Electronics giant Toshiba has unveiled its latest line of solid-state drives (SSDs), the HG6 series, and the company is casting a wide net to speed up storage workloads.
According to the company, HG6 "is suitable for a wide range of applications from Ultrabooks to data center servers." The SATA drives, set to arrive in March, will be available in 2.5-inch, M-SATA and M.2 form factors.
On business systems, Toshiba asserts that its flash storage technology has been optimized for read-intensive enterprise applications, thin clients and server boot scenarios. The 19nm NAND devices feature the company's Quadruple Swing-By Code (QSBC) error-correction tech. Billed as "a highly efficient error correction code (ECC)," QSBC not only helps eliminate glitches, but also extends the life of the SSD.
The drives also have the distinction of being the first mainstream SSDs to use Toshiba's new A19nm Toggle 2.0 MLC NAND chips. On the security front, the self-encrypting drive implements "end-to-end data path protection" that adheres to the Trusted Computing Group's Opal 2.0 specification.
Toshiba HG6 SSDs range in capacity from 60 GB to 512 GB. The 2.5-inch 512 GB model can deliver sequential read rates of up to 534 MB per second and sequential writes of up to 482 MB per second. At idle, the 2.5-inch unit draws 125 mW while drive activity pushes that figure up to 3.3 watts. All HG6 models have a mean time between failure rating of 1.5 million hours.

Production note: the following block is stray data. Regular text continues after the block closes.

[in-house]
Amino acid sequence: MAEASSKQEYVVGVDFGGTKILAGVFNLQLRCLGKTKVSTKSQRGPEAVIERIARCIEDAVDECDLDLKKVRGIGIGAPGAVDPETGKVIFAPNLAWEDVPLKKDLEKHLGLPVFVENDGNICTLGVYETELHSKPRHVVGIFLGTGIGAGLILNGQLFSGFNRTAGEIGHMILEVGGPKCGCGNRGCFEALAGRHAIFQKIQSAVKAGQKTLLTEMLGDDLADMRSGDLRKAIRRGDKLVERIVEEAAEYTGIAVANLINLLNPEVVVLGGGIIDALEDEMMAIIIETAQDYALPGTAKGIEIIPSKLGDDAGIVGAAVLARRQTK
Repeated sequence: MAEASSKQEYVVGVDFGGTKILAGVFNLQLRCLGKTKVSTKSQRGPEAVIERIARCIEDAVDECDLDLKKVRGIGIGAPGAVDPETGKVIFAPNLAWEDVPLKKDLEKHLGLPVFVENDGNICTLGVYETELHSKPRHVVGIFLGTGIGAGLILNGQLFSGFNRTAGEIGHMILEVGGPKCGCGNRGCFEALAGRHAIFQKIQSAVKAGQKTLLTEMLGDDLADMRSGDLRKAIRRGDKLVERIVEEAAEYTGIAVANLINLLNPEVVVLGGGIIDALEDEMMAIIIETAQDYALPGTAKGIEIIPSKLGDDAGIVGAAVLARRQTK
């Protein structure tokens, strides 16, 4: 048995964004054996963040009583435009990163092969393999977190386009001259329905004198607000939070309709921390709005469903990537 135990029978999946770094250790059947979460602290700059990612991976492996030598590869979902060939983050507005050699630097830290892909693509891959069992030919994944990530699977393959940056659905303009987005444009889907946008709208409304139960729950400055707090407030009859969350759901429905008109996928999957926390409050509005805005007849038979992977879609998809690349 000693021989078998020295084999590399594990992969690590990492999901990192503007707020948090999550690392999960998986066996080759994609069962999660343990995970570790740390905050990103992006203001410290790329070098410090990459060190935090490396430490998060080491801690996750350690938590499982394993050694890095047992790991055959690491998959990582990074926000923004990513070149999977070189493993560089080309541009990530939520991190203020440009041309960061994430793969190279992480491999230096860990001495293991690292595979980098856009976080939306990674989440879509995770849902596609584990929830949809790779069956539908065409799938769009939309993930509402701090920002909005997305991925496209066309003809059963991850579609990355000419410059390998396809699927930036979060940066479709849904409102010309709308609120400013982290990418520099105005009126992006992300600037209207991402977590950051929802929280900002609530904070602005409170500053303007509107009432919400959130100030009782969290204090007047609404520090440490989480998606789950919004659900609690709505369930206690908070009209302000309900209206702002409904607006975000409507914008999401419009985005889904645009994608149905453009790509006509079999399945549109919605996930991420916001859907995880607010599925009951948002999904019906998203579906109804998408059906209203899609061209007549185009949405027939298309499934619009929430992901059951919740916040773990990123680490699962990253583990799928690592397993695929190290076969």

The HG6 follows the debut of the company's read-optimized, 19nm enterprise SSD, the PX03SN. The 2.5-inch, MLC NAND-based storage device features a SAS 3.0 interface (12.0 Gbps) and is available in capacities ranging from 200 GB to 1.6 TB.
Aimed at big-business computing workloads like online transactions, cloud computing and Big Data analytics, the PX03SN delivers up to 130,000 sustained IOPS (4k random read). In terms of longevity, it bests the HG6 with a mean time between failure rating of 2 million hours.
Toshiba isn't slowing down in its pursuit of a healthy slice of the growing enterprise flash storage market. It offered to acquire San Jose, Calif.-based OCZ, the beleaguered maker of SSDs and PCIe flash cards, during bankruptcy proceedings.
Toshiba is also an investor in Violin Memory, a provider of all-flash storage arrays. The companies forged an IP-sharing agreement that Violin CEO Don Basile said will help the tech firms "drive radical new economics that lead to the mass adoption of memory-based architectures."
Pedro Hernandez is a contributing editor at InfoStor. Follow him on Twitter @ecoINSITE.
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